Significant health improvements have been made among HIV-infected adults in the United States, according to a study in the Sept. 4 issue of Annals of Internal Medicine.

Those advancements include an increase in the proportion of people taking highly active anti-retroviral therapy, researchers said. The treatment consists of using at least three drugs to maximally suppress the HIV virus and stop progression of the disease.

In 2008, 83% of HIV-infected adults who received care were prescribed the therapy, up from 74% in 2000.

“This is good news for the HIV epidemic in the U.S., but there is room for improvement,” said lead author Keri N. Althoff, PhD, MPH.

“We need to continue to focus on linking HIV-infected adults into care and effective treatment, not only for the individual’s health, but to reduce the likelihood of transmission to others,” said Althoff, an assistant professor in the Dept. of Epidemiology at Johns Hopkins Bloomberg School of Public Health in Maryland.

An estimated 1.2 million Americans are living with HIV, and about 20% of them are unaware of their infection, according to the Centers for Disease Control and Prevention.

Researchers examined data on 45,529 U.S. adults 18 and older who have HIV and received clinical care for the illness between Jan. 1, 2000, and Dec. 31, 2008. The patients were part of the North American AIDS Cohort Collaboration on Research and Design, which is the continent’s largest collection of longitudinal HIV cohort studies. The NA-ACCORD has compiled data from more than 100 clinical sites in Canada and the U.S. since 2005.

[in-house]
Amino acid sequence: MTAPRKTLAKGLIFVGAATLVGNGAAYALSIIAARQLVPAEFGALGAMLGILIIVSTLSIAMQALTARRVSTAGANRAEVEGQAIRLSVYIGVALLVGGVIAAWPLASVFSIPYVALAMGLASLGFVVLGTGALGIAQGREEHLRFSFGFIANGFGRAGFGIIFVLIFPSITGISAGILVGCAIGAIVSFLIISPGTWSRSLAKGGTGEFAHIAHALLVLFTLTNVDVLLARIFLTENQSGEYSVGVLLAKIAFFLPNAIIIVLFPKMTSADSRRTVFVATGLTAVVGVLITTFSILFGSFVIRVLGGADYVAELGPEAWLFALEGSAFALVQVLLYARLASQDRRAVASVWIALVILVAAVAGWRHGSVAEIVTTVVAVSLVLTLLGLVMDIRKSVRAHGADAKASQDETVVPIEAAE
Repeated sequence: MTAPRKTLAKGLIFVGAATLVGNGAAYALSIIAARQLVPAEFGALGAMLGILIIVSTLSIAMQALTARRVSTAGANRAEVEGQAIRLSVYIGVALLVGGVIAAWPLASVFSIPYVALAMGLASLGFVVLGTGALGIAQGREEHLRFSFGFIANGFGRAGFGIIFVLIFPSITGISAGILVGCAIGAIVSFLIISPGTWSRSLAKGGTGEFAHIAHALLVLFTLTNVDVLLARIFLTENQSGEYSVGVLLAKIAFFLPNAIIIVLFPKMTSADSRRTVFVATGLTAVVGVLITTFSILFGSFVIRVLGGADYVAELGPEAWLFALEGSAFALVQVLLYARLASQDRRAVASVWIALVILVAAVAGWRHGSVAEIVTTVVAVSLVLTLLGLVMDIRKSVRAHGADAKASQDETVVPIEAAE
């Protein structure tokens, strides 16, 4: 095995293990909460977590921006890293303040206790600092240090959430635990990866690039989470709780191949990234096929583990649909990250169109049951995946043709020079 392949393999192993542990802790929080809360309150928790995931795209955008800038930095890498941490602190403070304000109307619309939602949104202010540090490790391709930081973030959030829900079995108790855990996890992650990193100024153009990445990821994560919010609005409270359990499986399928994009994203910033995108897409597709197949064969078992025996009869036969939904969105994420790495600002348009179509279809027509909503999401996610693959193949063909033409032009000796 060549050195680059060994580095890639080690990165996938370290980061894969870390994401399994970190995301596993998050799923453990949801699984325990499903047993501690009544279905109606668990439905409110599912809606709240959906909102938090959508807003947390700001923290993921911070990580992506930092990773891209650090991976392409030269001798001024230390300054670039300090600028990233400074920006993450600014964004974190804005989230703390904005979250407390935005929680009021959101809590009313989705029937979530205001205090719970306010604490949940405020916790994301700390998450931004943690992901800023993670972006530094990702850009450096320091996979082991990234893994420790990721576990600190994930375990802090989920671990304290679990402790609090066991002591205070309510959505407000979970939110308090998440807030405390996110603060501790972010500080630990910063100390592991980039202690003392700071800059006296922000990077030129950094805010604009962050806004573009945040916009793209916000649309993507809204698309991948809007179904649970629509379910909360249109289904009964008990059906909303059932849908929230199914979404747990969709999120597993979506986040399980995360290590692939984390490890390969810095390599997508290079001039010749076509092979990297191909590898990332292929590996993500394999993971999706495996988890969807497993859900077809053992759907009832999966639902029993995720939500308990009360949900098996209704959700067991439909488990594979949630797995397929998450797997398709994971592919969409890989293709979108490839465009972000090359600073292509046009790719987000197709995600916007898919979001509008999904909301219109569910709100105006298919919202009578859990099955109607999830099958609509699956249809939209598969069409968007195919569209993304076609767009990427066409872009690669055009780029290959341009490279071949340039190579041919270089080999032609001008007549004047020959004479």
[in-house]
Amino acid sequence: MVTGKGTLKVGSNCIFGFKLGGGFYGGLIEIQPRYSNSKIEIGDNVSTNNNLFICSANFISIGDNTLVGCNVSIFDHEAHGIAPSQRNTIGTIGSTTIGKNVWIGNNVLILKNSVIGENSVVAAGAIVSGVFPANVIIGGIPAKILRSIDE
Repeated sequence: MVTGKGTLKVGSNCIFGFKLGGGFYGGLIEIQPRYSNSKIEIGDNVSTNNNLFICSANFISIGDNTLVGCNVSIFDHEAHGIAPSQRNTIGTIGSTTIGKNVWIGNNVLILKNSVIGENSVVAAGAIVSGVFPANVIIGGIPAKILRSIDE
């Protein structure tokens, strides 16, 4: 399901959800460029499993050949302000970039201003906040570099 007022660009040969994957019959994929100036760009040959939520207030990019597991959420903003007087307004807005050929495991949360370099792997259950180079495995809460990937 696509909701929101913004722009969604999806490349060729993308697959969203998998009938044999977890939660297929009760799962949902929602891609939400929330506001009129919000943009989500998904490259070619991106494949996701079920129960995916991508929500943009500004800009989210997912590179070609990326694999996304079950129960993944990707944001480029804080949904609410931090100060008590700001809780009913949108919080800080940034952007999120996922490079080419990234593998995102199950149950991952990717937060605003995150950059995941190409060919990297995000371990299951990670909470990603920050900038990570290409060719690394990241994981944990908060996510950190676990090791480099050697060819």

Individuals were defined as receiving clinical care if at least one measurement was taken of their HIV viral load or their CD4 cell count during the study period. Researchers found that the overall proportion of participants with a suppressed viral load rose from 46% in 2000 to 72% in 2008.

“In the HIV world, we know treatment is prevention,” Althoff said. “The more individuals we have on [highly active anti-retroviral therapy] who can suppress their viral load decreases the likelihood that they could transmit the virus to another person.”

During the study period, there were 5,144 deaths, and 86% of those people had their CD4 cell count measured in the 18 months before dying. Data show that median CD4 cell count levels increased in that group between 2000 and 2008.

“This suggests that people with HIV are not dying of AIDS [as frequently] as they were 10 or 15 years ago,” Althoff said.

She said more research is needed to identify what conditions are causing death among people with HIV.

The full and original article can be found at: